Hola! Or should I say, ‘Namaste’ dear readers. Today’s Saturday Special is a delightful and simple curry recipe which I routinely mess up and have to ask my mum to help me with. This recipe will be using chicken breast (I’m a leg woman, personally), and you can add in vegetables and potatoes if you want, but dammit those things take time and I’m hungry as hell RIGHT NOW.
Also, I could tell you that this serves 4, but it’s going to be just my brother and me eating this curry, so it serves 4 normal people and 2 greedy Anglo-Indian idiots.
A little note about the ginger and garlic – I’m using a puree made of ginger and garlic that my mum makes using fresh ingredients, with a 2:1 ratio of ginger to garlic. You can buy cubes of this ginger and garlic mix in shops like ASDA in the frozen section, and it’s easier than peeling and crushing all that ginger and garlic by yourself.
You gon’ have t’get:
- 1 1/2 lb chicken breast, cut up into approx 1 inch pieces.
- 3 tbsps vegetable oil
- 2 medium white onions, chopped
- 3 Tbsps ginger and garlic
- 1-2 heaped tbsps tomato puree
- 2 heaped tsps cumin
- 1/2 tsp chilli powder
- 1/2 tsp turmeric powder
- 1/4 tsp salt
- Approx 750ml water
You might be wary of using 3 tablespoons of vegetable oil, but suck it up already, jeez.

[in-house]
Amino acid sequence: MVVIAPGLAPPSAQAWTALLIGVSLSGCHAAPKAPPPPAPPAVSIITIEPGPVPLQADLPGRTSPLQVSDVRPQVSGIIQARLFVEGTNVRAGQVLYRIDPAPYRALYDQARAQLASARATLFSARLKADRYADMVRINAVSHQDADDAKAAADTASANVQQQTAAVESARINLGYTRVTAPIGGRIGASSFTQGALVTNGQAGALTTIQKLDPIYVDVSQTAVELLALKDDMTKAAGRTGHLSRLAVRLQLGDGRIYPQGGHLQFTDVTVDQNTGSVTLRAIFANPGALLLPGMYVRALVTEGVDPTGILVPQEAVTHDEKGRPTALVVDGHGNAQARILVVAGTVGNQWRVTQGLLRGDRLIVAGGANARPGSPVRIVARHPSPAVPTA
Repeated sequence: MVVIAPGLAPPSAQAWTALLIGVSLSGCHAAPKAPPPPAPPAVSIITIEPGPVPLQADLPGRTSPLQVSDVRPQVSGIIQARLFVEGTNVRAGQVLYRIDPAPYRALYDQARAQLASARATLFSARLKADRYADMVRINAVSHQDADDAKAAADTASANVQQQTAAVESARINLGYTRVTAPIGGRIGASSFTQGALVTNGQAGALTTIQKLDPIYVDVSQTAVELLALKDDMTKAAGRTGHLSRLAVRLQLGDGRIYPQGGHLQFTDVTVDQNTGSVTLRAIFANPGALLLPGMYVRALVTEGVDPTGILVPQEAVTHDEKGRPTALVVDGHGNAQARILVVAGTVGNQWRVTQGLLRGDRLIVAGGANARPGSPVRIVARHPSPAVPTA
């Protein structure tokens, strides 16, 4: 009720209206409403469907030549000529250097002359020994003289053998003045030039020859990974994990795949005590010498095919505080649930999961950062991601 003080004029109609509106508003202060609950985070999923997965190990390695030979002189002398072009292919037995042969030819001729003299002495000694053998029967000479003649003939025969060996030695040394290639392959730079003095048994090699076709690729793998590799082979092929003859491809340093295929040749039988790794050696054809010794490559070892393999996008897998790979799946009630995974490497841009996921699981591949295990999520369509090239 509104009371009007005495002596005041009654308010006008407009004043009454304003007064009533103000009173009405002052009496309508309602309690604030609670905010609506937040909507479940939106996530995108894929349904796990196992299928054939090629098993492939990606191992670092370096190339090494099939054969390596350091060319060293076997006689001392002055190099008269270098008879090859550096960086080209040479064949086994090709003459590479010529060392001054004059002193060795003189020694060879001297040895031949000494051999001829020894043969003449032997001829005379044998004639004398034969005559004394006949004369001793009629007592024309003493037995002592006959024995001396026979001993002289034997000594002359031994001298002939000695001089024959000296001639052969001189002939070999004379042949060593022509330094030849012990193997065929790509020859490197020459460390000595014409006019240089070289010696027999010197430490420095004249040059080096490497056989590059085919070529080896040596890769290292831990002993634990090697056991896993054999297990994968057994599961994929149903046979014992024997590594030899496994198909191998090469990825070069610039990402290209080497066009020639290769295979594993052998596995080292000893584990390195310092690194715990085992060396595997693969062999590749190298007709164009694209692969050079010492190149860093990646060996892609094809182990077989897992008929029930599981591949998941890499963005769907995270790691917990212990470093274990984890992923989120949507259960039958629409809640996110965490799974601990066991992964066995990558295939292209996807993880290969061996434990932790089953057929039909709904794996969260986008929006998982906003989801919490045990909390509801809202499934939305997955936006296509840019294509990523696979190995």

1. Get a nice large pan and start heating the vegetable oil
2. Add the chopped onions, and cook until they’re translucent, starting to brown
3. Add in the ginger and garlic, tomato puree, cumin, chilli powder, turmeric, salt and a drop of water, and stir in to make a paste in the saucepan.
4. Over the next 10 minutes or so, gradually add in some (around half) of the water as the spices cook over a low heat, watching for the oil to bubble at the sides as your cue to add in more water. Don’t add in too much at once – you’re trying to get the spices to cook together and if you drown them THEY WILL DIE. Just keep gradually watering down the paste.
5. When the oil starts to bubble up all over the mix, add in the rest of the water (there should be around 350ml or so left, give or take. Stir it in.
6. Add in your chopped chicken, stir the whole thing and let it cook for 20 minutes or until the chicken is cooked.
7. Additional cooking time might be needed if you feel the curry sauce is too watery, which might sometimes be the case. Simply lower the heat and leave it to simmer as the water cooks off and the curry dries up a little, it will thicken and be awesome as hell.
8. Serve with rice or chapatis. A little note to all you rice-lovers out there – if you cook rice, please, for the love of god, drain it after cooking. I see people measuring the water to match the rice so that the water will all be gone once the rice is cooked, but you need to use more water than that, so that there’s still water in the pan when the rice is ready. You will notice the water is thicker and white, which is because the starch from the rice has come out in the cooking process and needs to be drained. If you’re not draining it, you’re eating it.